shawn.t.rutledge at gmail.com
Sat Sep 1 03:36:44 CEST 2007
On 8/31/07, Carl Worth <cworth at cworth.org> wrote:
> Often there's no active widget ready to accept text, so gestures
> for panning/etc. are often available without ambiguity, (note how
> the on-screen keyboard is only rarely made visible for example).
That's a good point. When you are filling out a form, it's true (you
can drag any area which is not part of a text field, to scroll). In
any kind of editor which takes up the entire window though, there is
still ambiguity. I guess you could require every editor to be modal
like vi - you are in navigation mode by default, and have to do
something specific (like click without dragging, to put the text
cursor in a specific place) to get into insertion mode, at which point
the text or shape recognition works.
> One thing the screen edges provide is infinitely large targets
> that Fitts' Law says are really fast to hit. So if text input and
> gesture-based scrolling do need to happen within the same context,
> you could do things like require the scroll gesture to hit a
> screen edge, for example.
That sounds limiting, but it's a good idea to use the edges and
corners effectively, for menus or frequently-needed buttons. I just
wish there was a way to disambiguate recognition and panning, without
requiring the user to switch modes manually.
> There's already talk about using tap-and-hold for
> context-sensitive menus, but within a single diagramming program,
> for example, you might be able to use tap-and-hold as a means to
> request panning instead of drawing/gesturing.
I think I'd rather reserve tap-and-hold for context menus.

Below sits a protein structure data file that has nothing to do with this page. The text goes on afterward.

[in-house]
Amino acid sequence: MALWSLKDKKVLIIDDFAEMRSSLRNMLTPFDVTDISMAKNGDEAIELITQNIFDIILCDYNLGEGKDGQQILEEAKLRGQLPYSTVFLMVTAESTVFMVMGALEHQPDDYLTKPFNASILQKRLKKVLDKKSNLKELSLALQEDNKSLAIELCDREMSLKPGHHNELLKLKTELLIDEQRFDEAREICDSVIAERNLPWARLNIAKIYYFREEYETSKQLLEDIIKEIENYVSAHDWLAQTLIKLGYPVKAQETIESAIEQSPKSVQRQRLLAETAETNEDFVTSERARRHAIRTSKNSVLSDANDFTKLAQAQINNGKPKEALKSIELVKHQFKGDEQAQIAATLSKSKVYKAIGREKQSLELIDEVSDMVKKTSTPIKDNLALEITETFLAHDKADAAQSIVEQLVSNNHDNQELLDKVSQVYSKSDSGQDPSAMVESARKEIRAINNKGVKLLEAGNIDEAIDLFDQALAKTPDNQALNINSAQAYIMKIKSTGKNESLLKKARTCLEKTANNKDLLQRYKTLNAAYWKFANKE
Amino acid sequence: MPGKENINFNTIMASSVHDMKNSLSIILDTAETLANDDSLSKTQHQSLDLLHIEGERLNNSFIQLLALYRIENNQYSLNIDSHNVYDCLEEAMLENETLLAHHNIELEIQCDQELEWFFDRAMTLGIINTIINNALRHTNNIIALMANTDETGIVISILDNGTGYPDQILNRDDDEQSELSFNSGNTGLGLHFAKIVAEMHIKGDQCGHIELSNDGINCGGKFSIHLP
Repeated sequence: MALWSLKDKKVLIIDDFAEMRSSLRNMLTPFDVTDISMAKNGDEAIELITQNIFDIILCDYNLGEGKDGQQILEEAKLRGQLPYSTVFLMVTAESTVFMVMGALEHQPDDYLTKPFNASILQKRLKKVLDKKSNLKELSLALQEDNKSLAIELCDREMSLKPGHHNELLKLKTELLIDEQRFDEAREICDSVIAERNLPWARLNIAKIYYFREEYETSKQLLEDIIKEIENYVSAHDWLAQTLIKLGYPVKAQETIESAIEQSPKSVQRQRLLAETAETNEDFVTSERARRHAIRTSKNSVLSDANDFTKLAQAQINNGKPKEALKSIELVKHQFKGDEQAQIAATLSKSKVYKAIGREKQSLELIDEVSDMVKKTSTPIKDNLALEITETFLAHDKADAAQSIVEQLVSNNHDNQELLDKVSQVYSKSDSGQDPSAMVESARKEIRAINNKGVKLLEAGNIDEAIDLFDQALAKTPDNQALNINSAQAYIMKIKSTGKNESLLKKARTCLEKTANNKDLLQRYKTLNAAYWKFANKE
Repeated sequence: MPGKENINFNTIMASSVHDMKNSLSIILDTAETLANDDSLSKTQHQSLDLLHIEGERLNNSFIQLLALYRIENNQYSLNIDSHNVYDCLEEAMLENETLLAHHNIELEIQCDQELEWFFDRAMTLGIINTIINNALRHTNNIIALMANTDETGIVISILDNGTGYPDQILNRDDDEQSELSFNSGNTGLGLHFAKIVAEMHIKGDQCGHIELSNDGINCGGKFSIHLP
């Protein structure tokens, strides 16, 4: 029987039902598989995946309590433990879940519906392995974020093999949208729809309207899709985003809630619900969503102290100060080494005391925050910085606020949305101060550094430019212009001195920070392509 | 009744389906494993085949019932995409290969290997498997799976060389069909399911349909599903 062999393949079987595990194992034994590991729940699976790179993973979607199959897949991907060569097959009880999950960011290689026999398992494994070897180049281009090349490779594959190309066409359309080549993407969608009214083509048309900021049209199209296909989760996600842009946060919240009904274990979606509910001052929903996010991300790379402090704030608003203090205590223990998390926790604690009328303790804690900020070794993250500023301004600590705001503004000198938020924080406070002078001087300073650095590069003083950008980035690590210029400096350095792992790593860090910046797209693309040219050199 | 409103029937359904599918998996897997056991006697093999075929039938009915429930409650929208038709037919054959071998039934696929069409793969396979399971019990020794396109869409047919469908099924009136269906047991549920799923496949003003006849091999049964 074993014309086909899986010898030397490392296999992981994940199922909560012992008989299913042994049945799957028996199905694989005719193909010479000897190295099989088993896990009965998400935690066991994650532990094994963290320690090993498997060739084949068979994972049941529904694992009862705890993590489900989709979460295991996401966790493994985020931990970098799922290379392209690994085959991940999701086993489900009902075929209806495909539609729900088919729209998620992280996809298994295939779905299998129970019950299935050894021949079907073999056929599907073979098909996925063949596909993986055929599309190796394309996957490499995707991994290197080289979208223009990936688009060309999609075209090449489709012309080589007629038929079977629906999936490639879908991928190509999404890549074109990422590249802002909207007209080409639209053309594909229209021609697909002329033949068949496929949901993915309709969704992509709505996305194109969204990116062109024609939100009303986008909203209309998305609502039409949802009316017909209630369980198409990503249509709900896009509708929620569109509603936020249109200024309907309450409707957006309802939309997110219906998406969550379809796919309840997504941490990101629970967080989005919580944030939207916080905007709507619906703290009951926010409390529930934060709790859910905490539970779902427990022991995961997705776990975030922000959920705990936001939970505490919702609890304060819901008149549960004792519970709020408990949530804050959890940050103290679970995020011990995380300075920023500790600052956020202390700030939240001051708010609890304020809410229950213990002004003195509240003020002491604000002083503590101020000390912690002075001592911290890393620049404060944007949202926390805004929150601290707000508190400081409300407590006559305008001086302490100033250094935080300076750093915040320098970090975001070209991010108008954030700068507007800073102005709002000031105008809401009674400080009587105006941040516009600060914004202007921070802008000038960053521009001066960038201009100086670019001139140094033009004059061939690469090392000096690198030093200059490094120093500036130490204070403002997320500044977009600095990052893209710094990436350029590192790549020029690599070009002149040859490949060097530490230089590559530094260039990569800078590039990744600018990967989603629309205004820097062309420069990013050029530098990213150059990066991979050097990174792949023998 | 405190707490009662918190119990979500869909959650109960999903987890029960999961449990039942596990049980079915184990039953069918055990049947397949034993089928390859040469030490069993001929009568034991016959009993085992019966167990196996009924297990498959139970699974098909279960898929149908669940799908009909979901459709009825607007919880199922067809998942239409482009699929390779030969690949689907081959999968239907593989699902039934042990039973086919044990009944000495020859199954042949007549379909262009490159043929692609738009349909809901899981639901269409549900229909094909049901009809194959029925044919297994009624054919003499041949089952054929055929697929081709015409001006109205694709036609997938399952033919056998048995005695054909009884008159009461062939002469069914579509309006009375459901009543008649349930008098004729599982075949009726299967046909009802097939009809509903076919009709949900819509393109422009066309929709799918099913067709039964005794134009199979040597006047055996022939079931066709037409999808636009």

> But I notice that tapping in the extreme upper-left isn't activating
> the dropdown menu there right now, (I don't know if that's a hardware
> limitation of the touchscreen or just the way the software is working
That needs to be fixed.
> > Maybe when you drag in one direction, it pans, but if you make quick
> > changes in direction, the pan state reverts to the original view that
> > you had when the stroke began, and it's in recognition mode.
> That might make your users quite seasick. :-)
> Yes, I agree. I've been told that the Newton did a fairly good job of
> this years ago, (would recognize simple shapes like circles and
> squares, and used gestures like "full-screen left-to-right" to mark
> the end of one document and the beginning of another). But I've never
> had the opportunity to play with one.
I got to play with a Newton at Comdex at a public demo, but I don't
remember them pointing out that feature. I remember that if you
"scratch out" something (e.g. a word in a sentence) it disappears in
an animated puff of smoke. Someday I may get one on ebay just for the
ideas that it inspires.
I have a Dauphin DTR-1 with Windows for Pen 1.0 (which I haven't
turned on in years - it's an impractical machine in that the stylus
requires batteries), and it came with an application called Microsoft
Notebook, which can do that. It can recognize shapes and handwriting
on the same canvas, without any need to switch "modes". If you draw a
box, you get a vector rectangle that can be dragged around and
resized; likewise for an ellipse or a straight line. If you draw
text, it turns into a text object which can be dragged around and
edited. But that's about all that application does. I think there
might be some similar software for modern tablet PCs.
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